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- From Vulgar Latin *galopium or Late Latin calopedia (“a wooden shoe; a shoe with a wooden sole”), from Ancient Greek καλοπόδιον (kalopódion), diminutive of καλόπους (kalópous, “shoemaker's block”), compound of κᾶλον (kâlon, “wood”) and πούς (poús, “foot”). (More at holt and foot.)
- From Late Latin gallicula, diminutive of Latin gallica (solea) (“Gallic (sandal)”).
- From Old French galette (“flat round cake”), from galet (“pebble”).
galosh (plural galoshes)
- An overshoe or boot worn in wet weather:
- A gaiter, or legging, covering the upper part of the shoe and part of the leg.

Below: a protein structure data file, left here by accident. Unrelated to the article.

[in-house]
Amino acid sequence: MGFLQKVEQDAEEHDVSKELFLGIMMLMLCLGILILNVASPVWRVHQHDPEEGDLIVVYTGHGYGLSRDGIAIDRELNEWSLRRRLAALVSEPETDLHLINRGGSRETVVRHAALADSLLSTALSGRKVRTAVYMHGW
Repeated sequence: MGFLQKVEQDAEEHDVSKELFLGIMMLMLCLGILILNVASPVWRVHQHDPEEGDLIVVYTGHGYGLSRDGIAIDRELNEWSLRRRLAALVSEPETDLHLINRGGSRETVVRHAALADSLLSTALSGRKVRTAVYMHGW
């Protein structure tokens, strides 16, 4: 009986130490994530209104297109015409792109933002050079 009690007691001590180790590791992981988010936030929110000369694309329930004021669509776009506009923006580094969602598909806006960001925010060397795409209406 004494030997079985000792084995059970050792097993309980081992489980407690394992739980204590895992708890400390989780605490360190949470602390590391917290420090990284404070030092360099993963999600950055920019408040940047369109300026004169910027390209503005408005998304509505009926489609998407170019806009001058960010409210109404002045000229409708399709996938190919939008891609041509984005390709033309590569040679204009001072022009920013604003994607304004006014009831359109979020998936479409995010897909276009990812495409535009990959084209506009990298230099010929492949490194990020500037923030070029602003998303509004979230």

- (waterproof rubber boot): Wellington boot
waterproof overshoe used to provide protection from rain or snow
- (intransitive) To walk while wearing, or as if wearing, galoshes; to splash about.
- 1979, Penelope Mortimer, About Time: An Aspect of Autobiography, page 36:
- My mother, at the age of seventeen, took them on single-handed, galoshing her way through the mud with bundles of tracts, not necessarily religious but always uplifting, and generous supplies of calves' foot jelly.